The Place Beyond the Pines (2012)

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Deceptively intricate and performed infallibly. Derek Cianfrance’s The Place Beyond the Pines is morally sound and inevitably cyclic. Encompassing a complex set of circumstances marred by incalculable chaos. The Place Beyond the Pines is irrefutable evidence that history is inescapable. Now, whether or not we chose to look upon this unavoidable repetition as beneficial, dooming, or simply as fate itself, is entirely subjected to the nature and nurture  of our upbringing to the very present moment we have watched this film. Cianfrance has laid out multiple paths that we are allowed to tread along. The decision however, lies within our beliefs, karmic standpoint, and stance on true freedom. Featuring an all star cast that includes, Ryan Gosling, Ben Mendelsohn, Bruce Greenwood, Bradley Cooper, Rose Bryne, Ray Liotta, Dane DeHaan, and Eva Mendes. Cianfrance’s The Place Beyond the Pines is a highly philosophical, towering achievement in understanding the makings of a generation fuelled by loss, regret, and deprivation.

PLACE BEYOND THE PINES

Luke (Gosling) is a talented and mischievous motorcycle stuntman who travels with a carnival, currently stopped in Schenectady, New York. Luke is trying to reconnect with his past lover named Romina (Mendes). Romina secretly gave birth to Luke’s son and neglected to tell him as he was travelling with the carnival for the past year. In order to provide for his new baby and Romina, Luke quits the carnival and commits a series of bank robberies with his friend Robin (Mendelsohn). As Luke continues to raise the stakes, the more heat he is under. After a robbery, Luke is confronted with a chase to escape the clutches of a persistent police officer named Avery Cross (Cooper). Avery is confronted with his own tribulations as he soon realizes his police force is ripe with corruption and his marriage to Jennifer (Byrne) is faltering. Fifteen years down the road, Luke and Avery’s paths continue to cross.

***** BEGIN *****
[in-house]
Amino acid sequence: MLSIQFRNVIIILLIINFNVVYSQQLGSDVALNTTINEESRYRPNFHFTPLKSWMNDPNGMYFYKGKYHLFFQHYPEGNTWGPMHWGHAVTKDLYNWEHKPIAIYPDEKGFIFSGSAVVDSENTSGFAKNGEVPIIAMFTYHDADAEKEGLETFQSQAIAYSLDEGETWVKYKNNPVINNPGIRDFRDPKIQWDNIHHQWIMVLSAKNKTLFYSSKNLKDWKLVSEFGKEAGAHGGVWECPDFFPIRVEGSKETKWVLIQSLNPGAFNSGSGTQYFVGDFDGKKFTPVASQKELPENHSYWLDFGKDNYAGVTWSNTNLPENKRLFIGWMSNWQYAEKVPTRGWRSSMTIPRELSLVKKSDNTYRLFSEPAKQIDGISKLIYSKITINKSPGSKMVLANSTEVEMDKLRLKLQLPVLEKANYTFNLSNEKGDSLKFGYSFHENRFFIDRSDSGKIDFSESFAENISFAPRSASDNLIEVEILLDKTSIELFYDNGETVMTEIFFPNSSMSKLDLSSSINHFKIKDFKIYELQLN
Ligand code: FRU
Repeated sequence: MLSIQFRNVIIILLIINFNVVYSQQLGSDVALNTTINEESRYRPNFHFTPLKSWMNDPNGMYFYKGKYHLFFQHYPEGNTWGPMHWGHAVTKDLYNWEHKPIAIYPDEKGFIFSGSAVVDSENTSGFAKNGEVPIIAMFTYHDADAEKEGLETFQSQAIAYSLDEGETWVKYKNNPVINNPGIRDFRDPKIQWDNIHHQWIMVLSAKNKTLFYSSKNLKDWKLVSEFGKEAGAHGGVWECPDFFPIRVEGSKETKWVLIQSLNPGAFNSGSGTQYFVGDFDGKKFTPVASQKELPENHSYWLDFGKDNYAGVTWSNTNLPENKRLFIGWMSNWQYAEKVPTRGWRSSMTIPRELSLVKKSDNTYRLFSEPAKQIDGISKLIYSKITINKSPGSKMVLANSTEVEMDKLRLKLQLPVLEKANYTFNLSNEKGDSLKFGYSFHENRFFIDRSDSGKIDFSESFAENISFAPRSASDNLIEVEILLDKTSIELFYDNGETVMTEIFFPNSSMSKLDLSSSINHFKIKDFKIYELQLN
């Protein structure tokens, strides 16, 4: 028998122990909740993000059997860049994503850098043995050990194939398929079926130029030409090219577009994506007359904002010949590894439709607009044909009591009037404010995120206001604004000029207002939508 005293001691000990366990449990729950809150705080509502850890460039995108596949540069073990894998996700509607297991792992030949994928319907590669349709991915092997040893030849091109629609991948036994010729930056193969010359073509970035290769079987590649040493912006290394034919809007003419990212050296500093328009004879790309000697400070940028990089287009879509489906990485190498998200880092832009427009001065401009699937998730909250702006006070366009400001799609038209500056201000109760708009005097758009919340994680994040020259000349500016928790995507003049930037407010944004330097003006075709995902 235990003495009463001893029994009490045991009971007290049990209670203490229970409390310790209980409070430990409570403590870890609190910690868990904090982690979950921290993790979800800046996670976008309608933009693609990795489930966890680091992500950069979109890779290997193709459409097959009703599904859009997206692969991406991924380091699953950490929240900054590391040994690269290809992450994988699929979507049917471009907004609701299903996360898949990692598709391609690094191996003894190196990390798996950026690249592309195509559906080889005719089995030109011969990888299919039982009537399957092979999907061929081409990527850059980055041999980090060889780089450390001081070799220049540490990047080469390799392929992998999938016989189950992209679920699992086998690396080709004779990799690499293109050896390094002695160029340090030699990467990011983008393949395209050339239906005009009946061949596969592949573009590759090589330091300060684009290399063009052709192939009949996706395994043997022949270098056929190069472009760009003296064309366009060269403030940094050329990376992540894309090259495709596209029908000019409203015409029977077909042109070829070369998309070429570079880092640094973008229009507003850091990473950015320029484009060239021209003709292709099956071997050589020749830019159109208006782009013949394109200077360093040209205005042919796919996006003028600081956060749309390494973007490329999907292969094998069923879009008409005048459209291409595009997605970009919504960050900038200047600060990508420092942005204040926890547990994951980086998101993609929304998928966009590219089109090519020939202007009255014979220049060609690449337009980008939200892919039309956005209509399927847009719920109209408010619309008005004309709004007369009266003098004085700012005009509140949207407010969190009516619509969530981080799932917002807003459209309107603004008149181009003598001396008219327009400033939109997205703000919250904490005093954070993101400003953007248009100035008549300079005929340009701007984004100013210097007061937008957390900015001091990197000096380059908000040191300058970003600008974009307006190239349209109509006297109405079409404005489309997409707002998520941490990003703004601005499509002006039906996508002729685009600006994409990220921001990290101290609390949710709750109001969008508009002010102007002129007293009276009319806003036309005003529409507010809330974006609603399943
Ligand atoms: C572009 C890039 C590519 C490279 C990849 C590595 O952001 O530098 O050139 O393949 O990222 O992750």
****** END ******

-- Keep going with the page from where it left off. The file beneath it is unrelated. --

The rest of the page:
PLACE BEYOND THE PINES

It is excessively challenging to navigate a film with several, individual story lines. When stitching together a film as complex as Cianfrance’s The Place Beyond the Pines, you run the risk of overbearing the audience. The multiple motivations, principles, and circumstantial elements the viewer needs to consider while deciphering impressions could very well prove too disproportionate. However, with The Place Beyond the Pines, this is not the case. Cianfrance’s ability to extract only what is essential from his cast and divide the disarray into manageable portions is a harrowing achievement. For a film that is packed with calamity and discord, there is never a feeling of disorganization. You’ll never have the urge to scramble. You’ll create a complete, unhampered opinion of the characters.

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A rather unexpected fault I originally found with this film is the indifference I felt towards Bradley Cooper’s character. Then, after some time had passed, I came to the conclusion that it was and is the way I am supposed to feel towards him. It was alarming at first because of the compassion and sympathy I was able to emit for Ryan Gosling’s character. When looked at comparatively, Gosling and Cooper play relatively the same role, the only difference is they’re at opposite ends of the moral chain. Both have made grave errors in their time, do whatever is necessary to keep themselves alive, and relentlessly provide for their families. Now, some will undoubtedly share similar opinions to my own and some will relate to Cooper more earnestly then Gosling. The point is that their isn’t an issue with who’ve you found favour in.